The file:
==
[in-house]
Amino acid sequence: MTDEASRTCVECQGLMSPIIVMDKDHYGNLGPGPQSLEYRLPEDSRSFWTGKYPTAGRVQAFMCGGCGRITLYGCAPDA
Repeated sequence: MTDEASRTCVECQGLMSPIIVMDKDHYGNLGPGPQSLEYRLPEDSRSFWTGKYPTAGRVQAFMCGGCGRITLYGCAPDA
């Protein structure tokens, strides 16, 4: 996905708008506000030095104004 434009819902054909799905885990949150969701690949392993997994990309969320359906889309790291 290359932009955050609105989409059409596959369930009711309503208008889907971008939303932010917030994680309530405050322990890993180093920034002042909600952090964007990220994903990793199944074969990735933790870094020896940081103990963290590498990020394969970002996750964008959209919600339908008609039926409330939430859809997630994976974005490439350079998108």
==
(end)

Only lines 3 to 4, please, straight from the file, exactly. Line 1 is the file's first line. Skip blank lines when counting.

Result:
Repeated sequence: MTDEASRTCVECQGLMSPIIVMDKDHYGNLGPGPQSLEYRLPEDSRSFWTGKYPTAGRVQAFMCGGCGRITLYGCAPDA
């Protein structure tokens, strides 16, 4: 996905708008506000030095104004 434009819902054909799905885990949150969701690949392993997994990309969320359906889309790291 290359932009955050609105989409059409596959369930009711309503208008889907971008939303932010917030994680309530405050322990890993180093920034002042909600952090964007990220994903990793199944074969990735933790870094020896940081103990963290590498990020394969970002996750964008959209919600339908008609039926409330939430859809997630994976974005490439350079998108």